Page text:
Fishing reports from boat operators along the Pacific have been scarce in recent weeks, but it’s safe to assume that, barring unusual weather or water conditions, bite will continue steady on sailfish and marlin, with tuna and dorado available to those who want to go for them.
A report from Ron Saunders, a guide on north-central Costa Rica’s Lake Arenal, said fishing has been steady even with the currently low water levels. Saunders said he had three half-day fishing trips last week, all yielding more than 10 fish per trip, primarily guapote (rainbow bass).
Clients fished a top-water Zara Spook and poppers, attracting strong strikes within 30 minutes of hitting the water each morning, with fish running up to three pounds. Cool breezes and light showers make the weather comfortable and fishing conditions excellent, Saunders added.His cell phone is 339-3345 if you want an up-to-the-minute report.
No word from other guides, lodges or fishing operators on either coast, but I do hear from Tico Times readers.
Mark Balan from Wilmington, Delaware, responds to a recent column in which a reader grumbled about not being able to find fresh fish or other seafood here. He said they fished the northern Pacific coast on the Kitty Kat with Capt. Rob Gordon a few years ago and released all but a couple of yellowfin tuna (dinner), and also caught and released an estimated 700-pound black marlin, as documented in this column (TT, Oct. 17, 2003).
“Two evenings prior to fishing, our group wanted to have fresh fish. We went into the local ‘fish store/restaurant’ and found – just as your unnamed reader found – frozen fish and frozen shellfish,” he writes. “We asked around and were directed to Playa Carrillo, where docked just offshore were the Kingfisher, Kitty Kat and many a fisherman’s dream life of fishing experiences, Enrico Capozzi’s Spirit of Pilar.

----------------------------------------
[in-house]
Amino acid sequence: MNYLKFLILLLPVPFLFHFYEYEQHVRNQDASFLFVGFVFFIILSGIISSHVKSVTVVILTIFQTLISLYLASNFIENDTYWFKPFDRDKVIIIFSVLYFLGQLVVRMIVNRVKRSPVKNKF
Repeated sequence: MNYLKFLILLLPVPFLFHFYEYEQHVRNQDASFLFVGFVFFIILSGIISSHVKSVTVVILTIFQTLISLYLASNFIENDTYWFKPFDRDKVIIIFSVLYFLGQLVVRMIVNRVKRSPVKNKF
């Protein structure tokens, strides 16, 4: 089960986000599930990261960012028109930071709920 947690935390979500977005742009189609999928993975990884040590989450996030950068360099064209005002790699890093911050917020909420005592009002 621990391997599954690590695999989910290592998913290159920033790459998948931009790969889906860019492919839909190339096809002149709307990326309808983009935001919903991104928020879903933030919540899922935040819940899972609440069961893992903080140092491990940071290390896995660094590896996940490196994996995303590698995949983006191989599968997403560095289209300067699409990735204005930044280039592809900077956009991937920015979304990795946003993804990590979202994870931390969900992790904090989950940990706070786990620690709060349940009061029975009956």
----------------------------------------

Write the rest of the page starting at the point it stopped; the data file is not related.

“Local fishermen had a refrigerator right off the beach under the palm trees. It was filled with fresh red snapper. We purchased two whole fish for a nominal (cost) and were pleasantly stuffed later that evening.
“On another note, farther south in Quepos (on the central Pacific coast), I have never had a bad meal at El Gran Escape. I did have quite a hangover the next morning once or twice. I look forward to having shots with Marcia (the owner) once again.”
Mark, it is often possible to get fish directly from the boats as they come in, but it’s not often that you will see someone set up with a refrigerator on the beach, and you can’t count on that as a regular source. So, once again we ask if a reader knows of a location, particularly in or near San José, that offers fresh (not frozen) fish, lobster, shrimp, shellfish, etc.
I am sure every fisherman in and around Quepos will agree with you about Marcia’s Gran Escape. She is a legend, and the billfish tournament she organizes there every year has raised many thousands of dollars to fight cerebral palsy in this country.